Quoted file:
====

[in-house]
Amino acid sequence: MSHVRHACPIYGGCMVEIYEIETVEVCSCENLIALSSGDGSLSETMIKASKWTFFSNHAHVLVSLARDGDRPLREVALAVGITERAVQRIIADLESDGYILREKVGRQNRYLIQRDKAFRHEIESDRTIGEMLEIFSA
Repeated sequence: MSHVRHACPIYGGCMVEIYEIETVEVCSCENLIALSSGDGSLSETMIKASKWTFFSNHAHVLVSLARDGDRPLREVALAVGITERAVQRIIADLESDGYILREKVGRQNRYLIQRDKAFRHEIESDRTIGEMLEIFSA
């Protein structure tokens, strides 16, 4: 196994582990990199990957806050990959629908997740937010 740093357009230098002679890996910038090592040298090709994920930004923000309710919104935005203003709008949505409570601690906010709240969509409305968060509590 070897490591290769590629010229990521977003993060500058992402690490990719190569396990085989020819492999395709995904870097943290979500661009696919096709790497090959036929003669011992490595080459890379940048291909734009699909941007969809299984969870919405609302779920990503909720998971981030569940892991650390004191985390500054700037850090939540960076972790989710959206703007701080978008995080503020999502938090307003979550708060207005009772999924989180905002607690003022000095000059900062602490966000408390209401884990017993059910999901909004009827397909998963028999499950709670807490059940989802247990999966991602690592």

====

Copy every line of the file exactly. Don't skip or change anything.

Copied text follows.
[in-house]
Amino acid sequence: MSHVRHACPIYGGCMVEIYEIETVEVCSCENLIALSSGDGSLSETMIKASKWTFFSNHAHVLVSLARDGDRPLREVALAVGITERAVQRIIADLESDGYILREKVGRQNRYLIQRDKAFRHEIESDRTIGEMLEIFSA
Repeated sequence: MSHVRHACPIYGGCMVEIYEIETVEVCSCENLIALSSGDGSLSETMIKASKWTFFSNHAHVLVSLARDGDRPLREVALAVGITERAVQRIIADLESDGYILREKVGRQNRYLIQRDKAFRHEIESDRTIGEMLEIFSA
């Protein structure tokens, strides 16, 4: 196994582990990199990957806050990959629908997740937010 740093357009230098002679890996910038090592040298090709994920930004923000309710919104935005203003709008949505409570601690906010709240969509409305968060509590 070897490591290769590629010229990521977003993060500058992402690490990719190569396990085989020819492999395709995904870097943290979500661009696919096709790497090959036929003669011992490595080459890379940048291909734009699909941007969809299984969870919405609302779920990503909720998971981030569940892991650390004191985390500054700037850090939540960076972790989710959206703007701080978008995080503020999502938090307003979550708060207005009772999924989180905002607690003022000095000059900062602490966000408390209401884990017993059910999901909004009827397909998963028999499950709670807490059940989802247990999966991602690592």